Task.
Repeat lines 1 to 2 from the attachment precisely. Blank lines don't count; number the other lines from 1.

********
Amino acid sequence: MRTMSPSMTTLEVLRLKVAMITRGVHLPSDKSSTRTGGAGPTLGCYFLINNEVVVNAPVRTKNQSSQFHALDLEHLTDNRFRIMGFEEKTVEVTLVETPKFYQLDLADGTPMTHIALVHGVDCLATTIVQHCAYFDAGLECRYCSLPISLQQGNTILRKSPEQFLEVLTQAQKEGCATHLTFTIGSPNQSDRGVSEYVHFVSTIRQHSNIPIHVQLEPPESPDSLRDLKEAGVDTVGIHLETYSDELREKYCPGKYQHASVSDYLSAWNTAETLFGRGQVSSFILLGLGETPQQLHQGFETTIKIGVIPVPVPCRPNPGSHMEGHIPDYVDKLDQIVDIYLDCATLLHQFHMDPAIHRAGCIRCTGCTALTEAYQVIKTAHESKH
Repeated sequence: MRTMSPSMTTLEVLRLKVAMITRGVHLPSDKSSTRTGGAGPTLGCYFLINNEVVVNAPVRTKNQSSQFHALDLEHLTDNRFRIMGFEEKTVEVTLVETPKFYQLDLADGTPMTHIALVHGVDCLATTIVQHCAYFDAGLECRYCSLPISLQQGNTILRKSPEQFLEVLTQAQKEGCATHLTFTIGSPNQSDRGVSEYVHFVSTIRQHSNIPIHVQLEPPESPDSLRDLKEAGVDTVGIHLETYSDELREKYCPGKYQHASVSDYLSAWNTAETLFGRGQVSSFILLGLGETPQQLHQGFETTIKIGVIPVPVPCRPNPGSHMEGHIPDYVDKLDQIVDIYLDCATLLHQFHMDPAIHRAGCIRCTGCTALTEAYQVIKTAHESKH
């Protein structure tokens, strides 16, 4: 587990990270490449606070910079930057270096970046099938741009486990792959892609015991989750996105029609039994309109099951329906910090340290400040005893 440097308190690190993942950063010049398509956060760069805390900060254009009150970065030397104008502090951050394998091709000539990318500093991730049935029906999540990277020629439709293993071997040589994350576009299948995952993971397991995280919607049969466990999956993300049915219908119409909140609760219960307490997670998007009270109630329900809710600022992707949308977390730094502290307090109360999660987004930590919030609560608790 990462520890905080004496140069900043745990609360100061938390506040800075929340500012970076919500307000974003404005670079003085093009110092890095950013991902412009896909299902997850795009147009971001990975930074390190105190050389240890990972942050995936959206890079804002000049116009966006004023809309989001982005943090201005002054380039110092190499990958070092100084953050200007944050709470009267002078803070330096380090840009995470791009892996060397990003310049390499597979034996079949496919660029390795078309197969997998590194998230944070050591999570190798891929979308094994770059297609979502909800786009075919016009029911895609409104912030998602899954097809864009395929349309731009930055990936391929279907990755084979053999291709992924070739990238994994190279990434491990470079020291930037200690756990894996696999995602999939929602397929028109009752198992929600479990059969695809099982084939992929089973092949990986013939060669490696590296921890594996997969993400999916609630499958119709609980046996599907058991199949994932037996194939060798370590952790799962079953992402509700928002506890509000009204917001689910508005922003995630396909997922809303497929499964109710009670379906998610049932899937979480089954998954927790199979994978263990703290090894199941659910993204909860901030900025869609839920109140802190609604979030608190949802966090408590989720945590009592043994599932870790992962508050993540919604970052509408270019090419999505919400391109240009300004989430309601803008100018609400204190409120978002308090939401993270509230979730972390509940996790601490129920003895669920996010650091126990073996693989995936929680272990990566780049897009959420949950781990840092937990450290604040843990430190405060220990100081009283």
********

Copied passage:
Amino acid sequence: MRTMSPSMTTLEVLRLKVAMITRGVHLPSDKSSTRTGGAGPTLGCYFLINNEVVVNAPVRTKNQSSQFHALDLEHLTDNRFRIMGFEEKTVEVTLVETPKFYQLDLADGTPMTHIALVHGVDCLATTIVQHCAYFDAGLECRYCSLPISLQQGNTILRKSPEQFLEVLTQAQKEGCATHLTFTIGSPNQSDRGVSEYVHFVSTIRQHSNIPIHVQLEPPESPDSLRDLKEAGVDTVGIHLETYSDELREKYCPGKYQHASVSDYLSAWNTAETLFGRGQVSSFILLGLGETPQQLHQGFETTIKIGVIPVPVPCRPNPGSHMEGHIPDYVDKLDQIVDIYLDCATLLHQFHMDPAIHRAGCIRCTGCTALTEAYQVIKTAHESKH
Repeated sequence: MRTMSPSMTTLEVLRLKVAMITRGVHLPSDKSSTRTGGAGPTLGCYFLINNEVVVNAPVRTKNQSSQFHALDLEHLTDNRFRIMGFEEKTVEVTLVETPKFYQLDLADGTPMTHIALVHGVDCLATTIVQHCAYFDAGLECRYCSLPISLQQGNTILRKSPEQFLEVLTQAQKEGCATHLTFTIGSPNQSDRGVSEYVHFVSTIRQHSNIPIHVQLEPPESPDSLRDLKEAGVDTVGIHLETYSDELREKYCPGKYQHASVSDYLSAWNTAETLFGRGQVSSFILLGLGETPQQLHQGFETTIKIGVIPVPVPCRPNPGSHMEGHIPDYVDKLDQIVDIYLDCATLLHQFHMDPAIHRAGCIRCTGCTALTEAYQVIKTAHESKH